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Dublin: 7 °C Monday 25 March, 2019
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Aaron McKenna: Can we have a ban on banning things, please?

Banning ice cream and caramel Frappuccinos will not solve our obesity problem – we need to get to the root of the what’s causing it.

Aaron McKenna

SENATOR CATHERINE NOONE has a track record in generating publicity for herself by calling for everyday items to be banned or regulated in the cause of fighting social ills, notably childhood obesity.

This week she has called for strict regulation on ice cream vans after a woman contacted her to complain about one purveyor of childhood joy going around the estate four times a day. This detailed analysis of the issue led Senator Noone to issue her policy proposal and prompted headlines such as “Senator warns of dangers of ice cream truck chimes”.

‘Dangers’, no less.

The senator has previously called for regulation on sugar in beverages. She put forth a proposal only in May that would see cans of coke and the Silicon Docks dietary staple of caramel Frappuccinos added to the list of items for customs to keep an eye out for in our ports. One wonders if sniffer dogs can be trained mid-life to add sweet caramel concentrate to their repertoire alongside heroin, cocaine and illicit cigarettes. We won’t even stop to consider the fate of the poor barista turned trafficker who experiences a leak in the bag they swallowed pre-flight.

Bans on soft targets

Senator Noone is not alone in a political taste for regulation and outright bans of the soft, sweet targets in life. Many the idle back-bencher of any party makes hay, in their local papers at least, from calling for things to be changed this way or that. Indeed, for all that we lavish them with pay and expenses and offices and staff to man our national legislature many seem to consider it a good day’s work done when they’ve ‘called for’ something.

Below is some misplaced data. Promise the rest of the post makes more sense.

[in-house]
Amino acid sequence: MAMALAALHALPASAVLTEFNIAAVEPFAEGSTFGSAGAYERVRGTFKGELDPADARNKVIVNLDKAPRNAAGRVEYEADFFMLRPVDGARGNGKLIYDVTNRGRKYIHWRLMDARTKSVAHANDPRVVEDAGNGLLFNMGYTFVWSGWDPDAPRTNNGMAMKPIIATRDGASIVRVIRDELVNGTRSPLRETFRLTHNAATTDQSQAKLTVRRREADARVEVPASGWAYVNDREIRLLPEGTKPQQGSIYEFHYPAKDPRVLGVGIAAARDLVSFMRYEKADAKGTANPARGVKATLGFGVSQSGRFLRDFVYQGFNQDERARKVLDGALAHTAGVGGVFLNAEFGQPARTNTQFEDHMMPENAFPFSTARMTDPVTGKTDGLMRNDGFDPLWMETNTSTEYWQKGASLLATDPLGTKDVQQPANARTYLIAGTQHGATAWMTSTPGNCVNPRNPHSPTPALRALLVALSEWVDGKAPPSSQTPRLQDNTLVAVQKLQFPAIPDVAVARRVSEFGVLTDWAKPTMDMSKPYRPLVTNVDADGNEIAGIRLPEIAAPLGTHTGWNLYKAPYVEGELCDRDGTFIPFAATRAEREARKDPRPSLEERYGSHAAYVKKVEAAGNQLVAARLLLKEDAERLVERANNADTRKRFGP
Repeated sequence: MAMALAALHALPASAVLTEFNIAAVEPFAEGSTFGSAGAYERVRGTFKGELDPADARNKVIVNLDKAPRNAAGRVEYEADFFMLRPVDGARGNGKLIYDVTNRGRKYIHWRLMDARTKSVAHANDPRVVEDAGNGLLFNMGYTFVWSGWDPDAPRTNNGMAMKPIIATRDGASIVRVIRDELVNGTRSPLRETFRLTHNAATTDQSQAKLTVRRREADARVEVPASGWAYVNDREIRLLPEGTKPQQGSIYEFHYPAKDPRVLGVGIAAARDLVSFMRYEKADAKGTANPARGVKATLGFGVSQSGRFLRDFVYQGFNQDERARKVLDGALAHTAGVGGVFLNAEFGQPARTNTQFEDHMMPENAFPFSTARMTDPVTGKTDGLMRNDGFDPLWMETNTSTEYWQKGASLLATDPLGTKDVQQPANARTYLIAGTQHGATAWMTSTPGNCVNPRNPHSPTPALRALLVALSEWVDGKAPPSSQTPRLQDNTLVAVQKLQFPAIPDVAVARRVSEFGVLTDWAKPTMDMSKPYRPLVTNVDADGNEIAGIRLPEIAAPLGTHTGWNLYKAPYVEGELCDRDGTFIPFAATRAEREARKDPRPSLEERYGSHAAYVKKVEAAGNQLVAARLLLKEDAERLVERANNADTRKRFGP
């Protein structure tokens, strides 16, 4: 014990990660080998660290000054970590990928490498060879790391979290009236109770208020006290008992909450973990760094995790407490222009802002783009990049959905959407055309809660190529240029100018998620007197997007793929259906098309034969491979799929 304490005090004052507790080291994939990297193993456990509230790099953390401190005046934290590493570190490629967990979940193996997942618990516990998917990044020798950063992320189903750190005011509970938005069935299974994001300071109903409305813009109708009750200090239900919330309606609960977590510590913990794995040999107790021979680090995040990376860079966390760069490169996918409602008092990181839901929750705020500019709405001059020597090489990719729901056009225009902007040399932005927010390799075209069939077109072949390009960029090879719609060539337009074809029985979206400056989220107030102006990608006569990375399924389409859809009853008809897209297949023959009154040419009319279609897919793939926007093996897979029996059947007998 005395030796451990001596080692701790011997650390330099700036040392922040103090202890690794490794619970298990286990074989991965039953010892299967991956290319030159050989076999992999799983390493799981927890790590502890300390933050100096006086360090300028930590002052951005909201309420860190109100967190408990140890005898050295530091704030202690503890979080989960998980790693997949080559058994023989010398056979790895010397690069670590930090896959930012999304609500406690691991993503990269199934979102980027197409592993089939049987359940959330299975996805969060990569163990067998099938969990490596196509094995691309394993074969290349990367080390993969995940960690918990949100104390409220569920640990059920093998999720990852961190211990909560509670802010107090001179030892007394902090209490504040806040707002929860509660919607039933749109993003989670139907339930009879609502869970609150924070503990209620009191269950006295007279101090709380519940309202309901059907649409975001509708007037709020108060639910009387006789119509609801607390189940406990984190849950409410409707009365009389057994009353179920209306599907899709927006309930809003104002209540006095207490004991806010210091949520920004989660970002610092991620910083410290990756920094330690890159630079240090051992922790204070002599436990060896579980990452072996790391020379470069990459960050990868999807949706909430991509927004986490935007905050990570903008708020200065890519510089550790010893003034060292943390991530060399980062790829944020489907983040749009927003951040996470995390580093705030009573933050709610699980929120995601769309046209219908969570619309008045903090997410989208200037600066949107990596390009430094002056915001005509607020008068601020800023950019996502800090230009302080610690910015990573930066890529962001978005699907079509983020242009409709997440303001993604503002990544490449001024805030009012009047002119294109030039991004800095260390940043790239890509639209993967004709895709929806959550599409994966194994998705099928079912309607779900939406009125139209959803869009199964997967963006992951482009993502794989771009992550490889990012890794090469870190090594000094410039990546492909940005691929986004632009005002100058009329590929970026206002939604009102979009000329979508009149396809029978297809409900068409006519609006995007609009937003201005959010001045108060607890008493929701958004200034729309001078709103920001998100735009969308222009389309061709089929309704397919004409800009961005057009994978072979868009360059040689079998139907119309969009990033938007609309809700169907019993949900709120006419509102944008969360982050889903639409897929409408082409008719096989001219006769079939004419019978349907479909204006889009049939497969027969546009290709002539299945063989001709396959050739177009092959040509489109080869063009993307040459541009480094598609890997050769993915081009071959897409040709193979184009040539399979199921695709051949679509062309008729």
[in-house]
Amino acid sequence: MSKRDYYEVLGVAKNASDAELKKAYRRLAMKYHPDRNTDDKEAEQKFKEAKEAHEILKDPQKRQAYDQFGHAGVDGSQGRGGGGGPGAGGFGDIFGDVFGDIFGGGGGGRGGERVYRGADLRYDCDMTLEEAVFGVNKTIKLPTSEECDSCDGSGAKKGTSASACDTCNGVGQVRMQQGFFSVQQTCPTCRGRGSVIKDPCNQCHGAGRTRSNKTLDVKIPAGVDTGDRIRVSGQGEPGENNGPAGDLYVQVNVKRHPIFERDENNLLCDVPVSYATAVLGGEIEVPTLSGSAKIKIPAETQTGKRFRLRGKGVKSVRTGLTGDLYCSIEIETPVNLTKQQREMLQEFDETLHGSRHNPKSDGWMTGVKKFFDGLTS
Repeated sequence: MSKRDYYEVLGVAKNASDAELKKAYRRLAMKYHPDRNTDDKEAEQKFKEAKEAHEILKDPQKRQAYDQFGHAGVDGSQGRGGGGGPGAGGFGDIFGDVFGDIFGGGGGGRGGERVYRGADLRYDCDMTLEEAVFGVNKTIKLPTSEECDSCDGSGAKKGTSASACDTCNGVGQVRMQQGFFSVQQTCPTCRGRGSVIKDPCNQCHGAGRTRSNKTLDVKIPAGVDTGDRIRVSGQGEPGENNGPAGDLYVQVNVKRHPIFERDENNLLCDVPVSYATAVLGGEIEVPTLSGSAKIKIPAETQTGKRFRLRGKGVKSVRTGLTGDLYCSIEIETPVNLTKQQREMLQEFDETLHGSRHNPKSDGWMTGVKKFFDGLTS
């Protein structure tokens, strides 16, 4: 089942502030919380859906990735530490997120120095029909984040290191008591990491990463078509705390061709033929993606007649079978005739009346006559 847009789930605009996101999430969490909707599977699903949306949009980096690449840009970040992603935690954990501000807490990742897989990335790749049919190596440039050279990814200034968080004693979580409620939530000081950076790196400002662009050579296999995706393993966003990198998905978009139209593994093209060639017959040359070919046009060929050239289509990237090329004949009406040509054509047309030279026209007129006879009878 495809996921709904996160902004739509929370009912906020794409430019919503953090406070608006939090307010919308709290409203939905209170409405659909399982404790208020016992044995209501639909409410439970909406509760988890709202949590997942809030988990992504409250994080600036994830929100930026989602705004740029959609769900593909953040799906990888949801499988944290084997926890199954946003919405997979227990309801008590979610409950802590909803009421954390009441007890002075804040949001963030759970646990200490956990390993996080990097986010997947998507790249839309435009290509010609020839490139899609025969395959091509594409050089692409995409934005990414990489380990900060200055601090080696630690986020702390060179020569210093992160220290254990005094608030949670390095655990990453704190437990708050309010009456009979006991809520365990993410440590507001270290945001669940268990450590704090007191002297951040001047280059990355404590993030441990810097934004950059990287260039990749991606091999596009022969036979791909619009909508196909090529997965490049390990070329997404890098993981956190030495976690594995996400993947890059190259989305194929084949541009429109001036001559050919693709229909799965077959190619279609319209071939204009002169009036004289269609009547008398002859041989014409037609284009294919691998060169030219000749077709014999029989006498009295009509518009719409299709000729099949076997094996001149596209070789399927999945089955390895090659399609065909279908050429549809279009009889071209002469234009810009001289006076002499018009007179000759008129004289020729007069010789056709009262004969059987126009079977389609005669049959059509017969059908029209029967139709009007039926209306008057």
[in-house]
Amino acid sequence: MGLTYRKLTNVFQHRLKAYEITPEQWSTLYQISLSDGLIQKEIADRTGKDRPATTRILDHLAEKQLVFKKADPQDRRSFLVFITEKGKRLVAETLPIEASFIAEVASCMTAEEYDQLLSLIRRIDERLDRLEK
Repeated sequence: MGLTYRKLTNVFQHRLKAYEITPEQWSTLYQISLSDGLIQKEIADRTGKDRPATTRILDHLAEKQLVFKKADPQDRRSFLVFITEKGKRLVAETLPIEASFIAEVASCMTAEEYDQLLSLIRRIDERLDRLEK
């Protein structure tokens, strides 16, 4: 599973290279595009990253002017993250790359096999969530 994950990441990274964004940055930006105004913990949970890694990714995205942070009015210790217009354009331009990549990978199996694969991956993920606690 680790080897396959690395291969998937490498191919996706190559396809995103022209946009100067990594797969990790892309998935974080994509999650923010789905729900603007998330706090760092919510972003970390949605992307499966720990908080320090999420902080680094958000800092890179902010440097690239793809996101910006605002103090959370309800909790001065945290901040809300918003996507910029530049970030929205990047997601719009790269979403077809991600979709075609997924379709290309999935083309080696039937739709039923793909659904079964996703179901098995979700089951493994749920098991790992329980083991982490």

In fairness to Senator Noone, her heart is in the right place. Some 20 per cent of Irish children are now classed as obese, and as we get fatter as a nation our lives are getting shorter as our health costs get bigger.

Breathless proposals to ban things that potentially make people fat, however, misses the target completely. Scientific policy proposals based on “some woman rang my office and complained about such and such” do not have much bearing on reality. Politically they might win the senator acknowledgement from some parents being pestered by their children as we enter a hot summer (the next few days, at least), but so too I reckon it will cost her the ears of some in future. Her proposals simply aren’t credible.

There is a tendency in political circles to try and whack a mole when its head pops up. Let’s say we enter an era of sugar prohibition. As the senator herself tells us, we have an addiction to sugar. It’s good stuff and our bodies like it. Cutting off the supply of this or that will simply move demand to another product. What will the senator propose then? Keep banning things until we have supermarkets stocked like they were on the wrong side of the iron curtain?